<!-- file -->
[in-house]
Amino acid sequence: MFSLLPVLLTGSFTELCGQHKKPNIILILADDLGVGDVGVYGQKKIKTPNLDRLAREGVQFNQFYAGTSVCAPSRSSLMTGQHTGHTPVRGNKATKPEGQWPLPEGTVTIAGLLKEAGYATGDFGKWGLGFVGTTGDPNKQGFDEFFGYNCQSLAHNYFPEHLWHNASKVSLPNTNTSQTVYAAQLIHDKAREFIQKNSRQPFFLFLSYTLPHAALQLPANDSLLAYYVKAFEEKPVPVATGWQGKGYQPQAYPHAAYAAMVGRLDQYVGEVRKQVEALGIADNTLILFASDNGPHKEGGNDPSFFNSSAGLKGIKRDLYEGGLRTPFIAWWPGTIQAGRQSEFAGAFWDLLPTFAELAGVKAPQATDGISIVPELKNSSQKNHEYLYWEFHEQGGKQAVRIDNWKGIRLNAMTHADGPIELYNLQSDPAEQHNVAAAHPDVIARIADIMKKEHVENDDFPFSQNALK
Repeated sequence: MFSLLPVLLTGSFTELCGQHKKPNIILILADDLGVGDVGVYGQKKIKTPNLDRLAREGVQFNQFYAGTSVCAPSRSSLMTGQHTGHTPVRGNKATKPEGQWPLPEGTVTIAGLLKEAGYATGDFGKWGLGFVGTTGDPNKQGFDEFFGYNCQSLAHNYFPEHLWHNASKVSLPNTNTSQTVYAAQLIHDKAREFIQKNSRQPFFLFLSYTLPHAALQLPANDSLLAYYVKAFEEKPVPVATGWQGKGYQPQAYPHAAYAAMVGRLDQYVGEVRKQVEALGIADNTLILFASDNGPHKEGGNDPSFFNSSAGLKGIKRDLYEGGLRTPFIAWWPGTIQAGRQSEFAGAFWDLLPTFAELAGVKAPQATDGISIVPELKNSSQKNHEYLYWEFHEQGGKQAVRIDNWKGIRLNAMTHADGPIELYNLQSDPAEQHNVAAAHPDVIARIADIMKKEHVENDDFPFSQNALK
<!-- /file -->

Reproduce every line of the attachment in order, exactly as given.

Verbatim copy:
[in-house]
Amino acid sequence: MFSLLPVLLTGSFTELCGQHKKPNIILILADDLGVGDVGVYGQKKIKTPNLDRLAREGVQFNQFYAGTSVCAPSRSSLMTGQHTGHTPVRGNKATKPEGQWPLPEGTVTIAGLLKEAGYATGDFGKWGLGFVGTTGDPNKQGFDEFFGYNCQSLAHNYFPEHLWHNASKVSLPNTNTSQTVYAAQLIHDKAREFIQKNSRQPFFLFLSYTLPHAALQLPANDSLLAYYVKAFEEKPVPVATGWQGKGYQPQAYPHAAYAAMVGRLDQYVGEVRKQVEALGIADNTLILFASDNGPHKEGGNDPSFFNSSAGLKGIKRDLYEGGLRTPFIAWWPGTIQAGRQSEFAGAFWDLLPTFAELAGVKAPQATDGISIVPELKNSSQKNHEYLYWEFHEQGGKQAVRIDNWKGIRLNAMTHADGPIELYNLQSDPAEQHNVAAAHPDVIARIADIMKKEHVENDDFPFSQNALK
Repeated sequence: MFSLLPVLLTGSFTELCGQHKKPNIILILADDLGVGDVGVYGQKKIKTPNLDRLAREGVQFNQFYAGTSVCAPSRSSLMTGQHTGHTPVRGNKATKPEGQWPLPEGTVTIAGLLKEAGYATGDFGKWGLGFVGTTGDPNKQGFDEFFGYNCQSLAHNYFPEHLWHNASKVSLPNTNTSQTVYAAQLIHDKAREFIQKNSRQPFFLFLSYTLPHAALQLPANDSLLAYYVKAFEEKPVPVATGWQGKGYQPQAYPHAAYAAMVGRLDQYVGEVRKQVEALGIADNTLILFASDNGPHKEGGNDPSFFNSSAGLKGIKRDLYEGGLRTPFIAWWPGTIQAGRQSEFAGAFWDLLPTFAELAGVKAPQATDGISIVPELKNSSQKNHEYLYWEFHEQGGKQAVRIDNWKGIRLNAMTHADGPIELYNLQSDPAEQHNVAAAHPDVIARIADIMKKEHVENDDFPFSQNALK